February Great Story by Megan Hines, Los Angeles Fellow
There I stood looking out into a sea of inmates in blue and yellow jumpsuits. Many thoughts went through my mind including, “what the heck did you get yourself into Megan” “don`t make eye contact” and “it`s like I`m in one of those criminal shows on TV!”
I stood near the trash bins at the front of the mess hall where the inmates would line up to separate their waste after they were finished eating dinner. Milk and juice cartons were placed into one bin, utensils, condiment packaging and napkins into another and any leftover food (vomit stew) into the last. I could hardly concentrate on the deputy explaining the procedures, as I felt 100 plus pair of eyes on me and was busily trying my best to hide my less than enthused facial expressions. I stood there and watched bits of peas, carrots and brown slop splash off the sides of the waste receptacle as the inmates would empty the food off of their trays. I took a step back out of the splash zone and thought to myself, “why am I here”.
Fast forward 2 months later and the whole picture is coming together.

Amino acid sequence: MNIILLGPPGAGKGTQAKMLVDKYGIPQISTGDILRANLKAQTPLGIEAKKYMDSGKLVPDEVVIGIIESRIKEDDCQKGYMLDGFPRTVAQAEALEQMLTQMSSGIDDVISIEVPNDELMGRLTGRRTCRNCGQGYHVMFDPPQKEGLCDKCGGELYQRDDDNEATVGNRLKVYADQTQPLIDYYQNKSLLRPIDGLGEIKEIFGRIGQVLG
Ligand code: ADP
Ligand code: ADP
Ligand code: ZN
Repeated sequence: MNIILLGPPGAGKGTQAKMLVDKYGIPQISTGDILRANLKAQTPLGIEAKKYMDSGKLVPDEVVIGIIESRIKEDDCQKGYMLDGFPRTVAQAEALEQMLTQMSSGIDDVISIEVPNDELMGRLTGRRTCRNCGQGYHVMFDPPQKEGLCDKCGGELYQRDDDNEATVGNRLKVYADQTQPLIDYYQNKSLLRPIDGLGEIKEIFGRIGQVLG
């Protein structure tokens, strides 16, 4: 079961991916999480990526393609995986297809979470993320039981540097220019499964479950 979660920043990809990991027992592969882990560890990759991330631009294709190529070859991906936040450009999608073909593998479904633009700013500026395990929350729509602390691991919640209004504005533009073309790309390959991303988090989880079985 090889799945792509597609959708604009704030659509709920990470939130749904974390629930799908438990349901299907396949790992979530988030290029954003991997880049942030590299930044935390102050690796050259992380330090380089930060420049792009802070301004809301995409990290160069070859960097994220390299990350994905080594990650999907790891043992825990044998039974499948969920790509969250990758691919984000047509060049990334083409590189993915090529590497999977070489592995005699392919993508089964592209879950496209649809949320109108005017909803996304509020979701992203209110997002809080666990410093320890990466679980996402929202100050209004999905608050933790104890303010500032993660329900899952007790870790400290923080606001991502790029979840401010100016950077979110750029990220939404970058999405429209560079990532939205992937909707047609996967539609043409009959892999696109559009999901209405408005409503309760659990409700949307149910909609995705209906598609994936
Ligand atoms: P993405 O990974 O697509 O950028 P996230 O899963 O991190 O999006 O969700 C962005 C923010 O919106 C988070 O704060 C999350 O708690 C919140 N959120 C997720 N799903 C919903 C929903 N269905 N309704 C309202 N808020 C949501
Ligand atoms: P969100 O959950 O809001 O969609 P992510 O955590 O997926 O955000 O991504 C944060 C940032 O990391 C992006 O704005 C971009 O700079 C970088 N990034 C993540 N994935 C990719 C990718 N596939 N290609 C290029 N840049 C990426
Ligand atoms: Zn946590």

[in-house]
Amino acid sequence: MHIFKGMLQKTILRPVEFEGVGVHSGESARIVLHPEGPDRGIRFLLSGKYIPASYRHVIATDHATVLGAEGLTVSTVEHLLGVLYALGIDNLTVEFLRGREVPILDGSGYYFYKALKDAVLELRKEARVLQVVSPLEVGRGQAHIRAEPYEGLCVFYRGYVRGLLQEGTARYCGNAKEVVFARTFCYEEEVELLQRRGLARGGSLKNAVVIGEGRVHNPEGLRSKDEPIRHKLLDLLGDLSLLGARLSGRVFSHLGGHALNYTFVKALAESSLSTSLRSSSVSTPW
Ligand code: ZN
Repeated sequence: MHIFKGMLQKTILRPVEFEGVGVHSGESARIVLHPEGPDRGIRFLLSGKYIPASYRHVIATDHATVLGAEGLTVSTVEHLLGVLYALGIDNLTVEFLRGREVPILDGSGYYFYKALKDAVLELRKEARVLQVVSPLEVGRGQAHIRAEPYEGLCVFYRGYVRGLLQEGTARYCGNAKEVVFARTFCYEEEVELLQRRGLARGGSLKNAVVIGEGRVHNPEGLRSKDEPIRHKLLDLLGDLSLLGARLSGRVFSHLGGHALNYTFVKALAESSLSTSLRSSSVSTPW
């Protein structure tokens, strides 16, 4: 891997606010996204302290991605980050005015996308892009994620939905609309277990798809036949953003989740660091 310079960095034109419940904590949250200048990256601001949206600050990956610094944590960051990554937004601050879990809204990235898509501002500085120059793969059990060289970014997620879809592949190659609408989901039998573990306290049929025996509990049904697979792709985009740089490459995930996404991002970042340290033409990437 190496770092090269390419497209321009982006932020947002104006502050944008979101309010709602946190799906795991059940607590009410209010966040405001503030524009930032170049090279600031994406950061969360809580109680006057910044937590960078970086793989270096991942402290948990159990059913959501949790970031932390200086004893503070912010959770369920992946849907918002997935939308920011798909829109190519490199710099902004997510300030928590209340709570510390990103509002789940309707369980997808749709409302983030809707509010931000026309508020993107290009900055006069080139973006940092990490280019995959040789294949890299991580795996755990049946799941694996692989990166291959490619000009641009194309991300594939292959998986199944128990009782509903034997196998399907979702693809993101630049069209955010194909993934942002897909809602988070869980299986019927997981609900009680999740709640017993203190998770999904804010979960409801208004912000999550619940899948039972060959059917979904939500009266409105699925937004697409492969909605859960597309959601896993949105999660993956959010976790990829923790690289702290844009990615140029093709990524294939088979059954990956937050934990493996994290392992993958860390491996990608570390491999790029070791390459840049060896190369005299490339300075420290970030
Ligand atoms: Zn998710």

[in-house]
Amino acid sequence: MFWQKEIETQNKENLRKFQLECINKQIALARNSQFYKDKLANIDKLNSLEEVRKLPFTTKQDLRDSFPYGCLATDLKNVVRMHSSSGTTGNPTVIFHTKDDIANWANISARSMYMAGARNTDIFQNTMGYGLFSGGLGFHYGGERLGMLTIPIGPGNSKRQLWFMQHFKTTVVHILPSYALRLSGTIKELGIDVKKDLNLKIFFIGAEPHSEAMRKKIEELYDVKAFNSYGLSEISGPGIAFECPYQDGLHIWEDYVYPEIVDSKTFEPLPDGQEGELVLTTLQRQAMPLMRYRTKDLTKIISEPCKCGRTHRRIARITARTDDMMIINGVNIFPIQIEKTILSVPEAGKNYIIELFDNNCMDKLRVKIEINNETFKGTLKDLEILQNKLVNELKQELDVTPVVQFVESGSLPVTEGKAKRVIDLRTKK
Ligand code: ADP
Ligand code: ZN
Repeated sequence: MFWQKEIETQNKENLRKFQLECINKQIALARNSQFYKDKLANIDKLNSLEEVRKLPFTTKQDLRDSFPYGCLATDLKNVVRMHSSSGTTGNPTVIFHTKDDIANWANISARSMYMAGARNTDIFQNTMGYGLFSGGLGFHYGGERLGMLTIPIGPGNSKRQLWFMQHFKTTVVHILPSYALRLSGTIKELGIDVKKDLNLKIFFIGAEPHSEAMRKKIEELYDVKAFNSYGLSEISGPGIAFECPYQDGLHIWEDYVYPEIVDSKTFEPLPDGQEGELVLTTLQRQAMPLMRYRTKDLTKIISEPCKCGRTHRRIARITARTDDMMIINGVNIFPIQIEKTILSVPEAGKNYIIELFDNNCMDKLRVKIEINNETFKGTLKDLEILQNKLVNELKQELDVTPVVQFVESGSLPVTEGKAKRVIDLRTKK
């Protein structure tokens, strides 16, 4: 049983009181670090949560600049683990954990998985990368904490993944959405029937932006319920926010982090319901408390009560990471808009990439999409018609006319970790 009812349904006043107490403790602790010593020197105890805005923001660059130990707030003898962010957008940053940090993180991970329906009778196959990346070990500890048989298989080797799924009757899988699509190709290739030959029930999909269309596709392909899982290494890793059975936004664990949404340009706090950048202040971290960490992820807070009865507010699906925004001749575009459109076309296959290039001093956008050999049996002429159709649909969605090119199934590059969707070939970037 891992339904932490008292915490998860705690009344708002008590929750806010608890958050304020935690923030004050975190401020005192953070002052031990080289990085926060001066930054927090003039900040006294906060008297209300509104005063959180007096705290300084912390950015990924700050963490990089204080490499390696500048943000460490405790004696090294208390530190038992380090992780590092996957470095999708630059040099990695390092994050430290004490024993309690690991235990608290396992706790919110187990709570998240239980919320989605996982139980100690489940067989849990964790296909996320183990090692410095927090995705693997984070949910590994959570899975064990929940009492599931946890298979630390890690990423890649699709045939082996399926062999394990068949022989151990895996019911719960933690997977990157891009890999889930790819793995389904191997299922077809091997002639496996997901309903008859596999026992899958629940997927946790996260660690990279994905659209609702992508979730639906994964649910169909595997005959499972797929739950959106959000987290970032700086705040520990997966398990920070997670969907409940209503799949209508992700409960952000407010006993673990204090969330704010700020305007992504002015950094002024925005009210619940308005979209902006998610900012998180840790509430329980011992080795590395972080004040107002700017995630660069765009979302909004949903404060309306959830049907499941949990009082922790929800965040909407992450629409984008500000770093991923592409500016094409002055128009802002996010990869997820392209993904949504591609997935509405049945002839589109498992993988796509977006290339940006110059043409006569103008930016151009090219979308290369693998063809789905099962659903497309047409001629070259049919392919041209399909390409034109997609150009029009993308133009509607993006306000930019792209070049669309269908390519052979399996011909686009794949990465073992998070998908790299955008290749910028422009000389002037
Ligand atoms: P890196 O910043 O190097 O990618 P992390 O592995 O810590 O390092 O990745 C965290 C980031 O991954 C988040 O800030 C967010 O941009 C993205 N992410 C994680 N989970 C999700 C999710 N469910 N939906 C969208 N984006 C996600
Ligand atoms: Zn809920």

I have seen how the food waste is collected from the inmates, I have ridden along with the food waste pick up crew, I have dumped food into the compost pit and have helped created procedures to better expedite food waste disposal from the facilities at Pitchess. Last week I was taught the correct and most efficient techniques for composting by Agromin, a sustainable soil renewing company. My site supervisor and I are now in the process of creating composting procedures that Pitchess can follow and use as a guide.
It has been really interesting seeing the whole process come together and now I am glad I have been emerged in every step, even the then dreaded dinner time feeding. Sure I could have written up the procedures on food waste disposal without observing the dinner feeding, but because I observed it I was better able to understand the process and feel more confident in preaching food waste disposal and management practices to the other facilities. I guess it sort of goes along with the saying “practice what you preach.”